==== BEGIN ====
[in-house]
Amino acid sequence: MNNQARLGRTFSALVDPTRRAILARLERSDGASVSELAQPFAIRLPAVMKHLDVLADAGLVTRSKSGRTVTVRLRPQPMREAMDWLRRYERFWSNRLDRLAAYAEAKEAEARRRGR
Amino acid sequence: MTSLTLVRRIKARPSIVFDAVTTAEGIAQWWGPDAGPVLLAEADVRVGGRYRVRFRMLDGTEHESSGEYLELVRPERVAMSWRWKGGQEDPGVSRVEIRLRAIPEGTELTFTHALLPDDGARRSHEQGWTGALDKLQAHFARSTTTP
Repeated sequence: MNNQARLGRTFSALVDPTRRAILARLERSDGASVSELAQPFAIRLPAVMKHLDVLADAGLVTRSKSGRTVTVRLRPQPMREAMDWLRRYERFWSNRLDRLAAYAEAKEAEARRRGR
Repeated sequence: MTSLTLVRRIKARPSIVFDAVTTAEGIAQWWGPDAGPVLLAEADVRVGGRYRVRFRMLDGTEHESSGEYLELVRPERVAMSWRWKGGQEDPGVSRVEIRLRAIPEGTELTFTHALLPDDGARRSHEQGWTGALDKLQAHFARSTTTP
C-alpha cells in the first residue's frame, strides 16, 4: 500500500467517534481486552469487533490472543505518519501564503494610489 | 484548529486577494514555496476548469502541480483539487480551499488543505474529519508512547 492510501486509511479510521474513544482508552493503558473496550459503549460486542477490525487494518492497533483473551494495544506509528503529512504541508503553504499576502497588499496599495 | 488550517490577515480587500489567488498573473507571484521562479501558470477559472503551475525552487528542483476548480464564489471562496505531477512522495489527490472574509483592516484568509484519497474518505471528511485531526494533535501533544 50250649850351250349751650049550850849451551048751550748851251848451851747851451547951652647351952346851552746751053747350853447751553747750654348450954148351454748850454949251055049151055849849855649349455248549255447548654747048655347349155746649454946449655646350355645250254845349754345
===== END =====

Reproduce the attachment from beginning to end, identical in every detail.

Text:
[in-house]
Amino acid sequence: MNNQARLGRTFSALVDPTRRAILARLERSDGASVSELAQPFAIRLPAVMKHLDVLADAGLVTRSKSGRTVTVRLRPQPMREAMDWLRRYERFWSNRLDRLAAYAEAKEAEARRRGR
Amino acid sequence: MTSLTLVRRIKARPSIVFDAVTTAEGIAQWWGPDAGPVLLAEADVRVGGRYRVRFRMLDGTEHESSGEYLELVRPERVAMSWRWKGGQEDPGVSRVEIRLRAIPEGTELTFTHALLPDDGARRSHEQGWTGALDKLQAHFARSTTTP
Repeated sequence: MNNQARLGRTFSALVDPTRRAILARLERSDGASVSELAQPFAIRLPAVMKHLDVLADAGLVTRSKSGRTVTVRLRPQPMREAMDWLRRYERFWSNRLDRLAAYAEAKEAEARRRGR
Repeated sequence: MTSLTLVRRIKARPSIVFDAVTTAEGIAQWWGPDAGPVLLAEADVRVGGRYRVRFRMLDGTEHESSGEYLELVRPERVAMSWRWKGGQEDPGVSRVEIRLRAIPEGTELTFTHALLPDDGARRSHEQGWTGALDKLQAHFARSTTTP
C-alpha cells in the first residue's frame, strides 16, 4: 500500500467517534481486552469487533490472543505518519501564503494610489 | 484548529486577494514555496476548469502541480483539487480551499488543505474529519508512547 492510501486509511479510521474513544482508552493503558473496550459503549460486542477490525487494518492497533483473551494495544506509528503529512504541508503553504499576502497588499496599495 | 488550517490577515480587500489567488498573473507571484521562479501558470477559472503551475525552487528542483476548480464564489471562496505531477512522495489527490472574509483592516484568509484519497474518505471528511485531526494533535501533544 50250649850351250349751650049550850849451551048751550748851251848451851747851451547951652647351952346851552746751053747350853447751553747750654348450954148351454748850454949251055049151055849849855649349455248549255447548654747048655347349155746649454946449655646350355645250254845349754345